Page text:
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the binary marketing show escapes easy classification.

I often wonder at the sheer number and variety of genres and sub-genres. In my more cynical moments I am convinced that obscure genres are the products of a conspiracy between musicians and writers attempting to make unoriginal or unbearable music appealing to college students or habitual Myspacers. Admittedly, I fall into both of these categories, but I have never been the type of person who refers to a band with a phrase like “my new favorite post-Marxist-futurepop duo.” When my cynicism temporarily resolves itself, I realize that frenzied sub-genre creation has its roots in unique music: Bands make original and progressive music and listeners try to classify that music with the vocabulary at hand. Self-described as experimental noise pop, Brooklyn’s the binary marketing show seems difficult to place, even with hundreds of sub-genres to choose from.

Their latest album, pattern, opens with “shape of your head,” a piece that adequately demonstrates the major elements of the binary marketing show’s elusive sound. The song begins with a swirling and sweeping soundscape—a mix of electronic drum samples and acoustic percussion, a short, bell-like loop that seems to have escaped from Sega’s Sonic the Hedgehog, and ethereal choral voices—that gives way into a more driving drum beat and what one later recognizes as their signature guitar sound. This guitar sound, an element in most of the album’s tracks, is especially striking in “la boheme,” where the guitar picking exudes solitude, like a post-modern interpretation of the musical score from an old Western film. The guitar playing is minimalistic, thriving on repetitions of a scant riffs, its clean sound colored by just enough reverb to hint at deliriousness.

In fact, “minimalistic” is an apt adjective for the entirety of pattern. Many of the songs are built around the repetition of a particular loop or musical theme, and the overall arrangements are sparse. Acoustic drums are relegated to simple timekeeping and the use of the snare drum is rare. Minimalism is especially noticeable in “white template,” a song that moves the listener into, out of, and through an unearthly soundscape of tom patterns, electronic noise, and repetitive guitar picking. On this track Bethany Carder’s vocal delivery reminds me of Alanis Morissette, if Alanis were more indie and bothered and had better music to sing over. Some songs, such as “628 hertz,” contain only one lyrical phrase, plaintively repeated throughout the piece. Even the album title itself hints at the band’s affinity for minimalistic compositions.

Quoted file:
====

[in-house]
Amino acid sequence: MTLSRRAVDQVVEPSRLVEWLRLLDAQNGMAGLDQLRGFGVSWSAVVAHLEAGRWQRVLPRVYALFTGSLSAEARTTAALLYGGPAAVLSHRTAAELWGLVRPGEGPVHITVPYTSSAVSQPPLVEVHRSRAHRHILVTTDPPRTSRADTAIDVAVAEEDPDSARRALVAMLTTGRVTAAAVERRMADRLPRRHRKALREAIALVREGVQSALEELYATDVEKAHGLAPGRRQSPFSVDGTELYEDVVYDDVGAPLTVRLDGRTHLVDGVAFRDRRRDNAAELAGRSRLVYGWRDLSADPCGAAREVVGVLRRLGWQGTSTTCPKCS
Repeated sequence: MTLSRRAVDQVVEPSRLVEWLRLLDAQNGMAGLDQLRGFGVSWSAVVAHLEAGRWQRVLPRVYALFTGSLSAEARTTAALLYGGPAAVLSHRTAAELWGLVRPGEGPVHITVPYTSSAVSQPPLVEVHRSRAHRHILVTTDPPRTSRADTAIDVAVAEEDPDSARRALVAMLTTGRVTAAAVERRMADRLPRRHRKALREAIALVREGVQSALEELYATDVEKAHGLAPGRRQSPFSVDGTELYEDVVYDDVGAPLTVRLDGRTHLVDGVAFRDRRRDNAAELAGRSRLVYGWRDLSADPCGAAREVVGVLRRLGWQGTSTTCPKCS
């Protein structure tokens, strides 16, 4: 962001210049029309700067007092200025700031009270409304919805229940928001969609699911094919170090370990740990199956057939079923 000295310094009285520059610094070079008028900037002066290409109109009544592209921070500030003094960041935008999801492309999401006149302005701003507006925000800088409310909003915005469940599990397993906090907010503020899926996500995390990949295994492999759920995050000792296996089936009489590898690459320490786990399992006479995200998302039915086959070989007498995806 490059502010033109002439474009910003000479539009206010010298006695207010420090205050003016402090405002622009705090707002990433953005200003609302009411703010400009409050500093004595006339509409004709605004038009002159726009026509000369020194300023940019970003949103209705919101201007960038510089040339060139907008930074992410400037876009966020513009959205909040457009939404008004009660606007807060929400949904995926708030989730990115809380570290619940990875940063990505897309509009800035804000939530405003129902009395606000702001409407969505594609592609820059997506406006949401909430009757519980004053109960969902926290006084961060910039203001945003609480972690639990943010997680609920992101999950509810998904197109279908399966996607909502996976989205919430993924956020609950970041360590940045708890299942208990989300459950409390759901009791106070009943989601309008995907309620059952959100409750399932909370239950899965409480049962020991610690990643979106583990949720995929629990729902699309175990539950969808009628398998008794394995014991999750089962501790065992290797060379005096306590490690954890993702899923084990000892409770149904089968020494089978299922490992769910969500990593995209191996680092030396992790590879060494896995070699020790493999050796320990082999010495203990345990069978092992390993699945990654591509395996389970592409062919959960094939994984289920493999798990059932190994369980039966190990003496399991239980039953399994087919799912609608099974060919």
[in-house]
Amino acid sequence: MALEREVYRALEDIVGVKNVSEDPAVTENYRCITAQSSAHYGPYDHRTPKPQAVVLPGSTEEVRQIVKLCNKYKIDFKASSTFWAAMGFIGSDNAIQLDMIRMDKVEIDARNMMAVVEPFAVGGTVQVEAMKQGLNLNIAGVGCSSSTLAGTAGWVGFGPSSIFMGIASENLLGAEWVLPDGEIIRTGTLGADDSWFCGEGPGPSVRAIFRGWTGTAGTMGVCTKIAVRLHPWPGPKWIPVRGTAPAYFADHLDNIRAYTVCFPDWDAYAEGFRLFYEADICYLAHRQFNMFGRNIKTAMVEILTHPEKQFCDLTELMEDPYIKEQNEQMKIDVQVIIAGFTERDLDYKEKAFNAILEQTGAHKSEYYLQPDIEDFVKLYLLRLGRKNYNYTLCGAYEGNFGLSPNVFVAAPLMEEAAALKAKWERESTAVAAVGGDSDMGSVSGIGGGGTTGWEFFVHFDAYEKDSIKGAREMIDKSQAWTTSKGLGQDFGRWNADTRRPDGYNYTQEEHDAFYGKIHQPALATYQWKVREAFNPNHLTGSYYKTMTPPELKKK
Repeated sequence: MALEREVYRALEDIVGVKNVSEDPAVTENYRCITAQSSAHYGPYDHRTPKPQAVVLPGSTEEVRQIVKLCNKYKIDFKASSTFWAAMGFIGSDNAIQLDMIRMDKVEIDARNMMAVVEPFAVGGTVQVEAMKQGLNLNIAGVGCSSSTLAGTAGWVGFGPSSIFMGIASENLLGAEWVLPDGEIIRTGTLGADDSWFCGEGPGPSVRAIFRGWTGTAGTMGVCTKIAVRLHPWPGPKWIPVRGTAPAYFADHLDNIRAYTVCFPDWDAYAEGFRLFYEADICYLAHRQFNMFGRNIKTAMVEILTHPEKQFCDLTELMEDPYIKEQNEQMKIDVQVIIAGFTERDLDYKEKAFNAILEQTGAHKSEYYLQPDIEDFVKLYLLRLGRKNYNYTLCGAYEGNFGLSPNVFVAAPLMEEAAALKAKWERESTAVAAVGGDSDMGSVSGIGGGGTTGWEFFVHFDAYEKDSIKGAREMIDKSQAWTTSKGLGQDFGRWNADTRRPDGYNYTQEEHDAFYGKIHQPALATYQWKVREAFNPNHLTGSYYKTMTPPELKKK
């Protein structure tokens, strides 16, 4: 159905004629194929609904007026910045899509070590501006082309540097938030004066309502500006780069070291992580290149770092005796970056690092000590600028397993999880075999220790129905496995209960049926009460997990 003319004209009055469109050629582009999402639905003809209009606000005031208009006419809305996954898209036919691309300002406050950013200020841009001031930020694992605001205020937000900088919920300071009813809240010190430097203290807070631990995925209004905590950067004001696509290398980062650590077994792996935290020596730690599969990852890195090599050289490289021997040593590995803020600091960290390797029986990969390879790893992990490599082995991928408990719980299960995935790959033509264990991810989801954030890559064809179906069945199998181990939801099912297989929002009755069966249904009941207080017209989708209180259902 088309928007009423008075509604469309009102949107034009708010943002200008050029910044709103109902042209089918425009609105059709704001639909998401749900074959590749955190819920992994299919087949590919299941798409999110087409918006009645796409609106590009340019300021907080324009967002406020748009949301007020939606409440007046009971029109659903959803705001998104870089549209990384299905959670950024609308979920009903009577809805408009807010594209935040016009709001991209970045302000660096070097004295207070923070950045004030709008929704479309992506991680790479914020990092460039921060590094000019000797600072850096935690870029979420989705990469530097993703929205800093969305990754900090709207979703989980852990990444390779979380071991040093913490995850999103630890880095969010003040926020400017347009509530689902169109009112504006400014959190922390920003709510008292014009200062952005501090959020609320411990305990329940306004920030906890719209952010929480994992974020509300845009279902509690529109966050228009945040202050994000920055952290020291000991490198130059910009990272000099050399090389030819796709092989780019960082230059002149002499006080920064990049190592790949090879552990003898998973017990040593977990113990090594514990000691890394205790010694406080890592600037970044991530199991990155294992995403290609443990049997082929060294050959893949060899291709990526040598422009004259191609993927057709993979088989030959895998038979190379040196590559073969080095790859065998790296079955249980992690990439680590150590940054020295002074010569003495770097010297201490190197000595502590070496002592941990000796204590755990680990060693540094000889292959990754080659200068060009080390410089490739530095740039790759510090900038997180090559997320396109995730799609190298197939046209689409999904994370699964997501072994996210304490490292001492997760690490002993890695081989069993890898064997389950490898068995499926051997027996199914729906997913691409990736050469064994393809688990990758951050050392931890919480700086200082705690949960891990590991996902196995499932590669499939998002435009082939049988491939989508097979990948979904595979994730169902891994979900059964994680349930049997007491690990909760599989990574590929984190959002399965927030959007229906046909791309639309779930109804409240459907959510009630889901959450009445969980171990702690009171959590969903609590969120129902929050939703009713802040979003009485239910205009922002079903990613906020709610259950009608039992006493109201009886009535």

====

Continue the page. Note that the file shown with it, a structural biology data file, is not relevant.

The band also has an impressive ability to make seemingly incongruous elements hold together, although only barely. It is not uncommon to hear harp loops, harmonica, bells, dub-style horns, and synth drones. “trust and candor” begins with a quick ukelele chord that quickly cuts into a breakneck conga loop layered with bird sounds, mariachi-style trumpets, acoustic drums, and the idiosyncratic vocals of band members Abram Morphew and Carder, whose vocals play share space on nearly every track. My favorite song on the album is “fear,” a folk-pop tune that starts off with a church organ dirge and choral vocal layers. But the song heads up-tempo and its catchy melody is backed by a ukelele sample. The whole piece rises in energy, its zenith a sort of restrained angst.

The precarious arrangements certainly warrant calling the binary marketing show an experimental band. However, they are akin to other great experimenters—Grizzly Bear, Modest Mouse, Talking Heads—in that their eccentricities make them engaging and captivating. It is when the songs are barely holding together that I find myself being held rapt by the songs. The music begs a critical ear while at the same time also rewarding trance-like listening.

So how does one classify the binary marketing show? Indie-Experimental-Electronic-Minimalism? Really-weird-but-endearing-and-sometimes-powerful? Yes, those all work. Although, more simply, how about: “really good”?

Buy it here. –Max Thorn